See previous point.

In the case of gardens: original and current style:
It is not the case.
B) Related to ancient remains

  • Archaeological components:

    The fire temple is on a terrace behind high walls and is protected by two forts, whose remains are respectively known as Kok-e Zal and Chehel Dokhtaran. Collectively, the ruins are called Qal’a-e Kafaran “Fort of Infidels” or Qal’a-e Sam “Fort of Sam,” the grandfather of the mythical Rostam. Both names reflect pre-Islamic heritage. The walls of the temple were once extravagantly decorated with murals, some of which are now on display in museums in Tehran, Berlin, New Delhi and New York. The citadel complex was first investigated by Marc Aurel Stein in 1915-1916. The site was later excavated by Ernst Herzfeld, and was again investigated in part by Giorgio Gullini in a short expedition of 1960. Initially, Herzfeld tentatively dated the palace complex to the 1st century CE, that is, to the Arsacid period (248 BCE-224 CE). Herzfeld later revised his estimate to a later date and today the Sassanid period (224-651 CE) is usually considered to be more likely. Three bas-reliefs on the outer walls that depict riders and horses are attributed to this later period. Beyond the citadel at the top of the plateau are several other unrelated buildings, of uncertain function and probably dating to the Islamic period. ***For further information, see point 5.2.1

  • Traces in the environment of human activity: Archaeological remains.
C) Related to intangible, social and spiritual values

  • Languages and dialects: Persian
  • Lifestyle, believing, cults, traditional rites: According to Zoroastrian legend linked to this site, Lake Hamun is the keeper of Zoroaster's seed. In Zoroastrian eschatology, when the final renovation of the world is near, maidens will enter the lake and then give birth to the saoshyans, the saviours of humankind.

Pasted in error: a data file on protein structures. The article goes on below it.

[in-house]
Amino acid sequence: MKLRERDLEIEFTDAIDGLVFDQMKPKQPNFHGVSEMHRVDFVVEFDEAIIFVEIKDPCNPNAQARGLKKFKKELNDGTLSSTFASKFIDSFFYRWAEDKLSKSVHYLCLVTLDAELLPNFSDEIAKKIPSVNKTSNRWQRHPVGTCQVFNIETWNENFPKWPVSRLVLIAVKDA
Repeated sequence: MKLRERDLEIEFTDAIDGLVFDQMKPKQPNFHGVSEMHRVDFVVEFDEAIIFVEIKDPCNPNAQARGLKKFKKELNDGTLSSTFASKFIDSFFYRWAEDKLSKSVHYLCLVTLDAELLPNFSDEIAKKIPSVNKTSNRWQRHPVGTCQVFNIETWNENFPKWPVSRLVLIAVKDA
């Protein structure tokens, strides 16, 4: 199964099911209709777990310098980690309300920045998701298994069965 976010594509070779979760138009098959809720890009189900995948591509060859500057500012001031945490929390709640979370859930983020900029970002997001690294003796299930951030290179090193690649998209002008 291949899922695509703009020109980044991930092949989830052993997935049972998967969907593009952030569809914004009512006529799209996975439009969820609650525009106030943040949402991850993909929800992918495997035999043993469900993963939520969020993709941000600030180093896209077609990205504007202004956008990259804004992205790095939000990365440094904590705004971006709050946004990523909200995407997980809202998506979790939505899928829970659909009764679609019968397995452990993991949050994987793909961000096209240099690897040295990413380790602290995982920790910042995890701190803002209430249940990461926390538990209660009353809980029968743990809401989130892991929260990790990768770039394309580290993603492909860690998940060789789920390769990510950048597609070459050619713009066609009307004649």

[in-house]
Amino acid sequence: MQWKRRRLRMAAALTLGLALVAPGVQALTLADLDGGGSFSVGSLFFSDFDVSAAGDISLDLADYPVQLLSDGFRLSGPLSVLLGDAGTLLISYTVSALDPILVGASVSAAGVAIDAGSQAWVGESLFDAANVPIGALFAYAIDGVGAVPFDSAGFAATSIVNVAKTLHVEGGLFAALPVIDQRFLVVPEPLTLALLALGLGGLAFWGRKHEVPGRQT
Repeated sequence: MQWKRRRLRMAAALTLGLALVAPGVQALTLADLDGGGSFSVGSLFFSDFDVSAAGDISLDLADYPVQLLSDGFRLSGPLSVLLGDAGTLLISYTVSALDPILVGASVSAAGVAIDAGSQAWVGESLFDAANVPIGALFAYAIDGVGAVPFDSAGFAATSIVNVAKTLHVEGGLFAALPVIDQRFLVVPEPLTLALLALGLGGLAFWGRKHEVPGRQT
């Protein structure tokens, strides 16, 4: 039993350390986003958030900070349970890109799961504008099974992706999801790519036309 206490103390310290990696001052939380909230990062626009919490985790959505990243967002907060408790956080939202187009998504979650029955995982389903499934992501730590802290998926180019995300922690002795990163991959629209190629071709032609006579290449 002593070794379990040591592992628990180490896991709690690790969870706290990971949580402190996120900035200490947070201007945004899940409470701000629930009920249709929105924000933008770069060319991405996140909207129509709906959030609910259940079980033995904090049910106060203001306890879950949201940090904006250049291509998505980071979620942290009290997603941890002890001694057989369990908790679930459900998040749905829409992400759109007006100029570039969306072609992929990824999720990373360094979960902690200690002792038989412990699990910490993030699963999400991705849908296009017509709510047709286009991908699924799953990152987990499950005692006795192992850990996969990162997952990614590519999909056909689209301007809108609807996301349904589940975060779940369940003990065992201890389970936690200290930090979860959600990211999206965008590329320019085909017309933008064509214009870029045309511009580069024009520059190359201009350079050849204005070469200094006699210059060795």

5.3. Quality

Condition: environmental/ cultural heritage degradation:
The walls of Ghaga-shahr were once extensively decorated with paintings, but by 1929 most of the ornamentation had vanished. The extant paintings were concentrated in two main areas, the South Gate and the Painted Gallery under the terrace on the north side of the courtyard. A few small fragments could also be seen in little rooms on the northern and eastern walls.
Perspectives/Views/ Points of interest/Setting:

The complex at Ghaga-shahr is further distinguished by the fact that, once inside the court, the viewer continues to ascend, from the court to the terrace and from the terrace to the Temple.

6. VALUES

Tangible

  • Aesthetic
  • Archaeological
  • Architectonical
  • Geological/Geographical
The main tangible values of "Kuh-e Khuaja Cultural Landscape" are: -Aesthetic/Geographical: The special setting of Kuh-e Khwaja, the marshes and the mountain, makes comparison with other sites difficult. Mount Khwaja or Mount Khwajeh is a flat-topped black basalt hill rising up as an island in the middle of Lake Hamun. No Near Eastern site has a generally comparable situation, and none such a subtly modulated approach. -Archaeological/Architectonical: Mount Khwaja is also an important archaeological site: On the southern promontory of the eastern slope, the ruins of a citadel complex - known as the Ghagha-Shahr - with its remains of a fire temple attest to the importance of the island in pre-Islamic Iran. Because the architecture of Ghaga-shahr is a specific response to a unique location, parallels with other structures will be sought on a somewhat wider scale than might be expected.

Intangible

  • Historical
  • Religious
The main intangible values of "Kuh-e Khuaja Cultural Landscape" are: -Historical: Covering over 5 hectares atop Kuh-e Khuaja near Zabol, stands as one of the most important Iranian historic city-fortresses and an important unfired (place) brick ensemble of pre-Islamic and early Islamic Iran in the region. It includes remains from the Parthian, Sassanid and the early Islamic periods which feature outstanding architectural decoration (frescoes and stucco carvings). -Religious: Historically and artistically, this site bears quasi-religious value. It is the only natural height in the Sistan area, and is named after an Islamic pilgrimage site on the hill: the tomb and shrine of Khwaja Ali Mahdi, a descendent of Ali ibn Abi Talib.
Authenticity:
Satements of authenticity and/or integrity (UNESCO): Archaeological studies and excavations carried out in the present century and the architectural and art history studies, and extant organic values.